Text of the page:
Death of Clark Sissons highlights vulnerability of older men on the streets

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Clark Sissons was known as a quiet and tidy man who kept to himself and loved poetry and literature.

A four-year resident of a transitional housing program run out of the former New Edwin Hotel, he was also described as thoughtful and a hard-worker, who treated people with respect and had been employed as a teacher.

Last week, Sissons, 67, was counted as the 84th homicide in Toronto in 2018. He was found behind a community centre in the east end in the morning hours of Oct. 5. Allan Alexander MacDonald, 57, was arrested on Tuesday. He has been charged with second-degree murder.

A spokesperson for Haven Toronto said Sissons and MacDonald were both clients of the daytime drop-in on Jarvis St. that provides meals and social supports to older men. The Star has not confirmed if or how well the men knew each other.

What made Sissons uniquely vulnerable, or at increased risk of violence, was the combined factors of his age and struggles with alcohol and experiences with homelessness, or being precariously housed. While the bulk of people who use emergency shelters are men, between the ages of 25 and 49, the number of people at age 65 and above who use shelters is rising, according to 2016 research published through the Canadian Observatory on Homelessness.

The place where Sissons lived and was working to rebuild his life is the site of the First Step to Home transitional housing program, run by WoodGreen Community Services, at 650 Queen St. E. The former hotel holds 28 self-contained bachelor units with full kitchens and the program serves men ages 55 and older.

“So many of these folks are so vulnerable, particularly when they are out on the street and programs like ours really give them a place to call home — even if it is on a transitional basis,” said program manager Thomas Krause, who knew Sissons for about a year and a half.

Their clients have all been street involved and have struggled with addiction or mental health issues, said Krause, who explained that as part of the transitional housing program the men can also see in-house social workers. There are also regular visits from a registered nurse.

Krause said Sissons was very pleasant and polite and had told him that he had worked as an English teacher. During most days he was away from the property, often finding work as a day labourer, he said.

“For the most part, throughout the program, he kept to himself,” Krause said. “He was really fond of reading books and poetry and different literature.”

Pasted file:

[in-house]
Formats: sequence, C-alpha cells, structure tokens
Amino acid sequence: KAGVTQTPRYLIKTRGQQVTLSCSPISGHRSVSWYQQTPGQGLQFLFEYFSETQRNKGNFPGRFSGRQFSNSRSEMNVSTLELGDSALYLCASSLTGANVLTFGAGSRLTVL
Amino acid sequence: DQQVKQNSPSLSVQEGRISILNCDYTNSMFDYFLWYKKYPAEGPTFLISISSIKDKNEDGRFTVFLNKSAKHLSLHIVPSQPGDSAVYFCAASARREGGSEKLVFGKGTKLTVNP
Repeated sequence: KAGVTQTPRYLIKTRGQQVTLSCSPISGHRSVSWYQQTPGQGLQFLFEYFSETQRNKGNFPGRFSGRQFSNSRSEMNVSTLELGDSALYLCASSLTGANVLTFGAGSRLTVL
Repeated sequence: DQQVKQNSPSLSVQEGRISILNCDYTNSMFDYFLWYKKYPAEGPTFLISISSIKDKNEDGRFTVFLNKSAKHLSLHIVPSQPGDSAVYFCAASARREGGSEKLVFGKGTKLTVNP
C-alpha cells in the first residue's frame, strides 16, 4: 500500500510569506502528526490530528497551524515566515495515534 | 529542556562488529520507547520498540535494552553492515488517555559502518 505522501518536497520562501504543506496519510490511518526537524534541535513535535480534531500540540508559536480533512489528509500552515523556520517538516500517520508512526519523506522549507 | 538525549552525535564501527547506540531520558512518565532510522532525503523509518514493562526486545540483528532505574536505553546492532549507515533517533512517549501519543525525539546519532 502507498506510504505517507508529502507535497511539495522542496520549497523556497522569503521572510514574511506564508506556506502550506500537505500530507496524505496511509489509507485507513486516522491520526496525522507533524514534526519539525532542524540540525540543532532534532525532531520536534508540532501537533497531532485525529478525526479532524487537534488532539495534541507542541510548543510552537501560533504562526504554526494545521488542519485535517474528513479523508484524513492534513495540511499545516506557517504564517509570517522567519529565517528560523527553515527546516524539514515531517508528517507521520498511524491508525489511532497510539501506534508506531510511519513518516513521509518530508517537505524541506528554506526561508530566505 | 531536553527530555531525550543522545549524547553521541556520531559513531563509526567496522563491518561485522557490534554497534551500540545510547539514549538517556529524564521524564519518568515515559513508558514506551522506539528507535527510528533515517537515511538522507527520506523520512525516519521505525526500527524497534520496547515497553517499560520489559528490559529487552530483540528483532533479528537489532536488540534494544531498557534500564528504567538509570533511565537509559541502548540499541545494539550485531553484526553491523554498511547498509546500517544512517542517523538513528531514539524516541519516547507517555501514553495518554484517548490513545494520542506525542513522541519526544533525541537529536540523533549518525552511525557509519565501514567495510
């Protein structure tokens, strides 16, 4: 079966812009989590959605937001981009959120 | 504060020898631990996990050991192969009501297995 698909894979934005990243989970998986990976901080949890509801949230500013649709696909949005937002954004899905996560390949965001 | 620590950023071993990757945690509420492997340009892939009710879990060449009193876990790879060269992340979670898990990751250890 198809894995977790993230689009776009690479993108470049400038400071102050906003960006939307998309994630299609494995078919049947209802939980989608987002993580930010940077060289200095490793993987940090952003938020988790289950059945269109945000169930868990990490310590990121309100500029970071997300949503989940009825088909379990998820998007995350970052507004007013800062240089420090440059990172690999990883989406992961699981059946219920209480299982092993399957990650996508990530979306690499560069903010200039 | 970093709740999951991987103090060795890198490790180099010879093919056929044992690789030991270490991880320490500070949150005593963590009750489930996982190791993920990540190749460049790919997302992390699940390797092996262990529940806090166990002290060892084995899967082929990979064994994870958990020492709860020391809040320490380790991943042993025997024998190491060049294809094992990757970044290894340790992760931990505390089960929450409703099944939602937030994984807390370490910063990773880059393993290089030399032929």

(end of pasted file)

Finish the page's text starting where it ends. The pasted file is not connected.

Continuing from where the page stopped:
Online records from the Ontario College of Teachers show that a Clark Franklin Sissons completed the professional education program offered through the Faculty of Education at the University of Toronto in 1982.

Krause said during the time he knew him, Sissons struggled with alcohol use, but was working towards getting his life back together. He said his death has shocked fellow residents.

“There were ups and downs for sure, but overall he was doing quite well,” said Krause, who would not say if MacDonald had used the program.

They will be holding a private memorial, something they do each time anybody who is part of the program dies, to give people a chance to share memories and debrief. The date has not been set.

Haven Toronto, the drop-in where Sissons and MacDonald may have crossed paths, provides services for older men, up to their late 80s. The drop-in runs from 8 a.m. and 5 p.m., 365 days a year and they serve 250 to 400 men every day.

Executive director Lauro Monteiro said Sissons became a client at Haven in June. MacDonald started using services in 2010.

Monteiro said extreme violence is an all too common reality for the people they serve. There have been at least four men lost to homicide since he joined the agency in 2010 and assaults are extremely common, he said.

“Older men particularly are extremely vulnerable and are usually victims of assault and a number of other crimes. They are frail, they are older and they are quite frankly targets for younger people looking to victimize the community,” Monteiro said.

Monteiro said men who experience chronic homelessness can be as many as 15 years older than their chronological age because of the compounded stresses caused by addiction, mental health issues, illness, violence, exposure and neglect.

Haven staff will be speaking with clients and checking if they need help finding additional support services, he said. The men are part of a tight community and this news, he said, will hurt and likely cause anger.

“The last time this happened a lot of the guys were really upset. It forces them to confront their own mortality. They really do look out for each other.”

The last time Monteiro was referring to was 2016, when a fight between several men near the St. Lawrence market resulted in the death of 50-year-old Paul Crombie, who was described as having no fixed address.

Levon Jolen Gammon, also of no fixed address, was charged with manslaughter.

Monteiro said older men who come to experience homelessness later in life usually do so because of trauma or financial losses. Once inside the system they often also stay longer than younger men, he said.

“Increasingly what we are seeing is economic reasons for people being homeless. Often people don’t come to us with mental health issues, but it grinds on them,” and struggles with mental health are often the result, he said.

“It really weighs on these guys and that is unique to this population.”

Emily Mathieu is a Toronto-based reporter covering affordable and precarious housing. Follow her on Twitter: @emathieustar

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